Whether the CIA possesses appropriate authority over the six relevant records is, at least in part, a question of fact that has been introduced into the equation by the Government itself. Discovery would particularly focus upon the existence of any additional documentation pertaining to the guidelines regarding the disclosure of records involving secret writing, further identification of what was understood by both the CIA and NARA with respect to the term "secret inks" (given the existence of noted exceptions to certain types of secret writing use and detection techniques as described below) and the authority of NARA to strip and transfer classification/declassification authority from one agency to another without specific authorization.

Therefore, the JMP is entitled to submit written interrogatory and document production requests pursuant to Rules 33 and 34 of the Federal Rules of Civil Procedure. The burden of such limited intrusive discovery imposes little, if any, prejudice upon the defendant. However, additionally, the JMP should be permitted to take the depositions of one or more CIA or NARA officials to be named pursuant to Rule 30(b)(6) of the Federal Rules of Civil Procedure.

II. DEFENDANT SHOULD BE REQUIRED TO PRODUCE ANOTHER VAUGHN INDEX

Should this Court not permit the JMP to conduct discovery or agrees that the CIA possesses proper classification/declassification authority, then the CIA should be required to submit a supplemental Vaughn Index ensuring that all segregable portions of the records are released per the agreement reached between the CIA and NARA in 1973.

An agency's production of a Vaughn index is a standard procedure preceding a challenge in district court to the appropriateness of the government's redactions. Vaughn v. Rosen, 484 F.2d 820 (D.C. Cir. 1973), cert. denied, 415 U.S. 977 (1974). There is no dispute that the defendant bears the burden of sustaining its action of withholding records. 5 U.S.C. § 552(a)(4)(B). The use and value of a document index, however it might be called, to enable a court to determine whether a withholding is valid is so well-known that additional legal introductions are unnecessary.

Along with NARA's initial Motion, the CIA submitted a Declaration of Teresa Wilcox ("Wilcox Decl.")(filed March 29, 1999). Within the Wilcox Declaration was the Government's Vaughn Index (or "Document Disposition Index" as the CIA calls it) which generally described the contents of the six withheld records. Wilcox Decl. at 21-28. The CIA asserted that "no meaningful segregable portions of information" could be released. Id. at 21. However, that assertion has now been called into question by documentation submitted with NARA's subsequent responsive pleading.

By letter dated May 31, 1973, NARA allegedly established guidelines for the withholding of information pertaining to secret inks. Attachment 1(B) to the Declaration of Steven D. Tilley (filed July 26, 1999)("Tilley Decl."). The document reads, in pertinent part:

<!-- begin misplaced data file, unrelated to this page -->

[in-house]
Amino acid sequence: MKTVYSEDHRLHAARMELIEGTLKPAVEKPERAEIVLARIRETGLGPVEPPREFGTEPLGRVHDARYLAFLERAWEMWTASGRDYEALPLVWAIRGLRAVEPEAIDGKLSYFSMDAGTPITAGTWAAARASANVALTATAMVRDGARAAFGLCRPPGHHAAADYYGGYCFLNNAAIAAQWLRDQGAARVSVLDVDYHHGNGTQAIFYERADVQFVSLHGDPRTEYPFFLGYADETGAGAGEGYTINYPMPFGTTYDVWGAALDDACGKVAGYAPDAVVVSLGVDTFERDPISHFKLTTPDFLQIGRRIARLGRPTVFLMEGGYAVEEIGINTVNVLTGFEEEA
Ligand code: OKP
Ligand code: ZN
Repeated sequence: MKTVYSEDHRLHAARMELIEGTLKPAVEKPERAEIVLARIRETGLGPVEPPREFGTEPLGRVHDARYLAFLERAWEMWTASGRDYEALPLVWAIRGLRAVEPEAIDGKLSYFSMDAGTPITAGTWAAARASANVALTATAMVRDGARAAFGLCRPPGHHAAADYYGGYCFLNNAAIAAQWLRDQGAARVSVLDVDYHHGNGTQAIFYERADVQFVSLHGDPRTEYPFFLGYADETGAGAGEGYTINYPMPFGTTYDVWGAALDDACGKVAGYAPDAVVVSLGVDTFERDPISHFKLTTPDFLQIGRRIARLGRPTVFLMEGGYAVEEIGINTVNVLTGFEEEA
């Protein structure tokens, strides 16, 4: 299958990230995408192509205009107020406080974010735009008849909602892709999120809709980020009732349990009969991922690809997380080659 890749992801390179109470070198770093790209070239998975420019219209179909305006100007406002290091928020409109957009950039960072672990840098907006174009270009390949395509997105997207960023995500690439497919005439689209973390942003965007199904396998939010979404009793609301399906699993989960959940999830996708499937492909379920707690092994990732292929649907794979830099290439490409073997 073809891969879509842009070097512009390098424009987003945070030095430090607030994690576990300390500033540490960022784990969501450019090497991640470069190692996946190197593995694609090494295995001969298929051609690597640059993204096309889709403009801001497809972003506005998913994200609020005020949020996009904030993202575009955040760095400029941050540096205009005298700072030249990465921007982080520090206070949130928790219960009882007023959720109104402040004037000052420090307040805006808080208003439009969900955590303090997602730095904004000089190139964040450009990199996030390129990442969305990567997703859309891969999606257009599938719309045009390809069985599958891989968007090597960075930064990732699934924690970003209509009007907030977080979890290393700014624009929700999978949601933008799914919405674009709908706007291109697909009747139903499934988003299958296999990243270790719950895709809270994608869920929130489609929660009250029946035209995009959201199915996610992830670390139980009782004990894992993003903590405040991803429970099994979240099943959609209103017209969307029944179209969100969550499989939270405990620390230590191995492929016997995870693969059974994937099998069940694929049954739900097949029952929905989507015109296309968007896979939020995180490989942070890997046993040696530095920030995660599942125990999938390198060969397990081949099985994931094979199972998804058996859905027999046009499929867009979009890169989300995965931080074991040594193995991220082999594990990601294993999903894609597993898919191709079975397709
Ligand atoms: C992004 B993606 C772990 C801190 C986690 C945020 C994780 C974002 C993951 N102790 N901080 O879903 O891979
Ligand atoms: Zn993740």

Id. at 1. The CIA explicitly agreed to follow these guidelines. Tilley Decl. at Attachment 1(C). No other documents have been produced that indicate any change of or modification to these guidelines has occurred since 1973.

A review of the CIA's original Vaughn Index does not reveal whether any of the information contained with the six records falls within the agreed-upon excluded topic areas as set forth in 1973. Indeed, the descriptions of the records suggest that such information is, in fact, included within the withheld records. Any information that does fall within areas (aa) - (cc) as identified in the May 31, 1973, letter must be released as segregable information. 5 U.S.C. § 552(b).

Before the CIA, through NARA, can absolutely withhold these six records, it must comply with the FOIA. It will not have done so until it produces a sufficiently detailed Vaughn Index asserting that the agreed-upon exceptions are not applicable. See e.g., Bay Area Lawyers Alliance for Nuclear Arms Control v. Department of State, 818 F.Supp. 1291, 1300 (N.D.Cal. 1992)("boilerplate" statement that "no segregation of non-exempt, meaningful information can be made for disclosure" deemed "entirely insufficient"); Armstrong v. Executive Office of the President, No. 89-142, slip op. at 24-26 (D.D.C. July 28, 1995)(agency must explain, on document-by-document basis, rationale for nondisclosure).

Thus, the CIA must submit an additional Vaughn Index.

CONCLUSION

For the foregoing reasons asserted above, the JMP is entitled to discovery or, in the alternative, the defendant should be required to submit an additional Vaughn Index.

Date: August 18, 1999

ORAL ARGUMENT REQUESTED

Respectfully submitted,

_________________________

Mark S. Zaid, P.C.

D.C. Bar #440532

1501 M Street, N.W.

Suite 1175

Washington, D.C. 20005

(202) 785-3801

_________________________

Charles J. Sanders, Esq.

D.C. Bar #394793

Attorneys for Plaintiff


CERTIFICATE OF SERVICE

I HEREBY CERTIFY that on this 18th day of August 1999, a copy of the foregoing Plaintiff's Motion for Discovery or, in the Alternative, a Supplemental Vaughn Index was mailed, first-class and postage-prepaid, to:

Fred E. Haynes

Assistant U.S. Attorney

Judiciary Center Building

555 Fourth Street, N.W.

Room 10-455

Washington, D.C. 20001

Attorney For Defendant

_____________________________

Mark S. Zaid, Esq.